Consumer confidence falls

NEW YORK — Americans are feeling worse about the economy than they have in a long time — a fact that could have wide-reaching implications everywhere from Wal-Mart to the White House.

Despite improving U.S. job and housing markets, consumer confidence fell to the lowest level it’s been since November 2011, according to The Conference Board, a private research group. The results are the latest swing in the index, which has been on a roller coaster ride this year.

The index declined in January, rose in February and then posted four months of declines before registering an increase in July. August’s reading indicates that the gains in the job and housing markets aren’t big enough to put to rest Americans’ economic fears. That not only threatens to put a damper on retail sales for the back-to-school and winter holiday seasons — the two biggest shopping periods of the year — but it also could have an impact on how Americans vote in November’s presidential election.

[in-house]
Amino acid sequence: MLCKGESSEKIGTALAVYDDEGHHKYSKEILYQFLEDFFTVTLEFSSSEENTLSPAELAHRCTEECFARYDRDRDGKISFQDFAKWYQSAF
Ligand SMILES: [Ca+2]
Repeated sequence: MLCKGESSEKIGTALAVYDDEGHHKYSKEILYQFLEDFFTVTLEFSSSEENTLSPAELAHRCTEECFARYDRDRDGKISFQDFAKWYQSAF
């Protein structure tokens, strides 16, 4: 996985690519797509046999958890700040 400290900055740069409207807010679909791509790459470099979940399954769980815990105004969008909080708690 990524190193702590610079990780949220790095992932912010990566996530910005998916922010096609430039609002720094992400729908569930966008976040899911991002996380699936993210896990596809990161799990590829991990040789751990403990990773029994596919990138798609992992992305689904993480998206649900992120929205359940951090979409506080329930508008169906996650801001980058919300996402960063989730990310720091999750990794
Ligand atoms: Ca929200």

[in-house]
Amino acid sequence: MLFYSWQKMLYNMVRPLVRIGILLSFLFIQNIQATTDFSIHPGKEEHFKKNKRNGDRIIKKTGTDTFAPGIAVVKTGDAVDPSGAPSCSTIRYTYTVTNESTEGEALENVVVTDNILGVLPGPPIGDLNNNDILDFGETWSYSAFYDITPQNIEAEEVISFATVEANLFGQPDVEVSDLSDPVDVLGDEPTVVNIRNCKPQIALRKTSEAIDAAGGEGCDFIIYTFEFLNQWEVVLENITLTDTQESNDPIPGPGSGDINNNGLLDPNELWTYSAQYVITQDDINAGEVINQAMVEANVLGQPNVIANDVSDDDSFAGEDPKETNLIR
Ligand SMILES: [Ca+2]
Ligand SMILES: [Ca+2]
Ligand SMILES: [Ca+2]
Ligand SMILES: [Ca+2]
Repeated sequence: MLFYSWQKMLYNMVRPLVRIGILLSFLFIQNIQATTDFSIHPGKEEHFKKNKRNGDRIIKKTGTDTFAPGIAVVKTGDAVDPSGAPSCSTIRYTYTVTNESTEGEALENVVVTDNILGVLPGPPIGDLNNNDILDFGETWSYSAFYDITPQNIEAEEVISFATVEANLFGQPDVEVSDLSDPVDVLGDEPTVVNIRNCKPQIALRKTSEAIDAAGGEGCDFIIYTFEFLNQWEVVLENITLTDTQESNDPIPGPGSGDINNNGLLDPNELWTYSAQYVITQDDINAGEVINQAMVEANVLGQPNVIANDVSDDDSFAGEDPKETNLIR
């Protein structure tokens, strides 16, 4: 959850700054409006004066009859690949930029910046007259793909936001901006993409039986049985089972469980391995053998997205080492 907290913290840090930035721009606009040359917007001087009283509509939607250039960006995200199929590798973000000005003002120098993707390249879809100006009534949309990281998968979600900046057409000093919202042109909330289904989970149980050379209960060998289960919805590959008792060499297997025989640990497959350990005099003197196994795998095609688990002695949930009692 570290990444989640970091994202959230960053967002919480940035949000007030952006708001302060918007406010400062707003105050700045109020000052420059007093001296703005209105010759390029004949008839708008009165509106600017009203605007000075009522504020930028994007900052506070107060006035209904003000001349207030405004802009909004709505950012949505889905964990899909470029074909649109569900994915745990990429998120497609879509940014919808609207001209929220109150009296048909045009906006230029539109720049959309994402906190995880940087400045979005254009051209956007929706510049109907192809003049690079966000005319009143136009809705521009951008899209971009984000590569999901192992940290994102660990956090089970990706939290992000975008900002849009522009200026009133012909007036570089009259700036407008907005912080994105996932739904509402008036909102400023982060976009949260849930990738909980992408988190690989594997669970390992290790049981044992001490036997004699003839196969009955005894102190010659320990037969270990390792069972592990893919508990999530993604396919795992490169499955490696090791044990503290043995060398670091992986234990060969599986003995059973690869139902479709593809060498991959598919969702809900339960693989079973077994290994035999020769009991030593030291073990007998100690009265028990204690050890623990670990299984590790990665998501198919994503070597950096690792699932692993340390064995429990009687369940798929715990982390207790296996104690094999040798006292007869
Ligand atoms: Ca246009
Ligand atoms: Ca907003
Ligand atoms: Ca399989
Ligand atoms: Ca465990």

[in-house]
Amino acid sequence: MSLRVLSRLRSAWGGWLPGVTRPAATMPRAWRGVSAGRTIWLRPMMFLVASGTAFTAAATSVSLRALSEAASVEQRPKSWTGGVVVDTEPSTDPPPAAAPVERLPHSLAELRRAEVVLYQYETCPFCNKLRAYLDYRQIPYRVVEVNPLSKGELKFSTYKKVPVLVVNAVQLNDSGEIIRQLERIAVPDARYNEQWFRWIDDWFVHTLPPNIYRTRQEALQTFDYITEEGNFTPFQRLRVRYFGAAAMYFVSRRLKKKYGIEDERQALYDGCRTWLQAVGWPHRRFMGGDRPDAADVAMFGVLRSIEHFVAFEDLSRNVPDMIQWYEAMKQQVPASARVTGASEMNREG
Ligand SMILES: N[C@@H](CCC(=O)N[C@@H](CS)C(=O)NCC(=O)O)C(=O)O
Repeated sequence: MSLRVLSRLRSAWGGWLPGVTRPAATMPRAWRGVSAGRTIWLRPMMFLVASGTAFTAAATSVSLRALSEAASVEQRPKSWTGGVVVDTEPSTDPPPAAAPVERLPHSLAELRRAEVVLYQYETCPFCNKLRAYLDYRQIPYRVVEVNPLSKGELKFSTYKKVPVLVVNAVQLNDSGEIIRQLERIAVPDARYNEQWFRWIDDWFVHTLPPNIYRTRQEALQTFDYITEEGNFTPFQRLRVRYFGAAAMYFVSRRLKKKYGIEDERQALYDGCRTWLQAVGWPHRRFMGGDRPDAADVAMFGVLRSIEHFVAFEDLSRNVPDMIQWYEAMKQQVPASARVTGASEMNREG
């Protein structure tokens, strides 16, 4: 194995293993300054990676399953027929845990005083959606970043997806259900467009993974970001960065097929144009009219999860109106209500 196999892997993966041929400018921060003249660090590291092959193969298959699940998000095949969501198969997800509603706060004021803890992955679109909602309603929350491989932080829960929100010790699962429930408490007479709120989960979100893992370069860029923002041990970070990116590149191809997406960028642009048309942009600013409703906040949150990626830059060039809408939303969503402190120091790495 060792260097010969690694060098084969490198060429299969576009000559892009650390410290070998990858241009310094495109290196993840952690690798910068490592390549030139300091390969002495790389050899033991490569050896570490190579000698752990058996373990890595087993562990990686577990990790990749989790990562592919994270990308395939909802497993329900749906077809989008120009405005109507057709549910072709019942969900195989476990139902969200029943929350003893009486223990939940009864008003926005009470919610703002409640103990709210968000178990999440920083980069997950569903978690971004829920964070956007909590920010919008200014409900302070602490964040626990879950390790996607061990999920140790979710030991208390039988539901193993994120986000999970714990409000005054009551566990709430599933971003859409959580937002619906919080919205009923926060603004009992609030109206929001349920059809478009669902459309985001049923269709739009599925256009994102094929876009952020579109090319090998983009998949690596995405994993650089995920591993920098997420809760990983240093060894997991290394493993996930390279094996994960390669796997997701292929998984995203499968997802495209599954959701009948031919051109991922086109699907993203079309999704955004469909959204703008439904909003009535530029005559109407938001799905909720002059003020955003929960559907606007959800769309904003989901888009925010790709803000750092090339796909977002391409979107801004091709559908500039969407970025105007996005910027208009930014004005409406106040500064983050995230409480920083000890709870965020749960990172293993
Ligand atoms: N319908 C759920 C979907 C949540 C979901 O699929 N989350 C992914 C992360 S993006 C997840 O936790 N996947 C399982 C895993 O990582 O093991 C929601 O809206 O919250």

Mark Vitner, a Wells Fargo Securities economist, says that in elections since 1972, no president has been re-elected when confidence was below a reading of 90, which indicates a healthy economy. The index hasn’t reached that level since 2007. The Consumer Confidence Index in August fell to 60.6 from 65.4 in July.